Swiss step out as world leaders in saving books

The new method will help extend the shelf life of books by at least 150 years Keystone

Switzerland has inaugurated the world's biggest paper restoration plant. The converted weapons factory in Wimmis in canton Berne will help to safeguard the country's written heritage.

This content was published on September 1, 2000 - 15:45

The plant, inaugurated on Friday, will reverse the ageing process of some 3,000 tonnes of books and documents at the Federal Archive and the National Library, through a process known as "Papersave Swiss".

It involves neutralising the acidity in paper using an alkaline substance, and can be applied to any book or document manufactured using acid over the past 150 years.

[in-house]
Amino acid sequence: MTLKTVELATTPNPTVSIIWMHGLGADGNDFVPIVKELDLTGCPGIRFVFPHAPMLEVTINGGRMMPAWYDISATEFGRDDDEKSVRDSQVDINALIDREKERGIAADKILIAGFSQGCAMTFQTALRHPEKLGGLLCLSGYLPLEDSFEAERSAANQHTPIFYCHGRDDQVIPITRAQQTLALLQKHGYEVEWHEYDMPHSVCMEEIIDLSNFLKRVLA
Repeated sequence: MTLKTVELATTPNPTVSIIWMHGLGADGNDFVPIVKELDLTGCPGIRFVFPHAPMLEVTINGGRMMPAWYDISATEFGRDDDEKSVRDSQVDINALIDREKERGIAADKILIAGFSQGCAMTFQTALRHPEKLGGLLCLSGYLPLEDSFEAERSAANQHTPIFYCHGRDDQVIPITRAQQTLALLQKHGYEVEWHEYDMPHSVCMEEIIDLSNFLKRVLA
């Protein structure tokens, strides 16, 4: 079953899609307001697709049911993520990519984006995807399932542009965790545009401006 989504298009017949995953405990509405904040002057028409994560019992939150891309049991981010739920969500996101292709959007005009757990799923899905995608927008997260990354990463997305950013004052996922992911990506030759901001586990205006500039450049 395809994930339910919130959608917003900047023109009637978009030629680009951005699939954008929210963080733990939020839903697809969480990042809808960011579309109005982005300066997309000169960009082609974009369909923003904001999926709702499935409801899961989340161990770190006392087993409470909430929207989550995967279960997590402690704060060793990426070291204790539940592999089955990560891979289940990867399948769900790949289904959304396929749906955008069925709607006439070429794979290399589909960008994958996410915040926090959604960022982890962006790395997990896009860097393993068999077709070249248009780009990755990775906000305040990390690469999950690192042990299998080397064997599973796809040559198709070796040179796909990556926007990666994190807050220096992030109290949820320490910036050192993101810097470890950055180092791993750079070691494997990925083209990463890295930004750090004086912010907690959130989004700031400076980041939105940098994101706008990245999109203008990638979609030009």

The brainchild of a company called Battelle, the process is unique, and can extend the shelf life of a document or book by at least 150 years.

The plant is owned by the government, which funded its construction to the tune of almost SFr14 million ($8.1 million).

It will be run by a private company, Nitrochemie Wimmis, but will receive additional government funding of SFr10 million over the next five years for the restoration work on the books and documents in the Federal Archive and the National Library.

swissinfo with agencies

In compliance with the JTI standards

In compliance with the JTI standards

More: SWI certified by the Journalism Trust Initiative

Contributions under this article have been turned off. You can find an overview of ongoing debates with our journalists here. Please join us!

If you want to start a conversation about a topic raised in this article or want to report factual errors, email us at

Share this story

Change your password

Do you really want to delete your profile?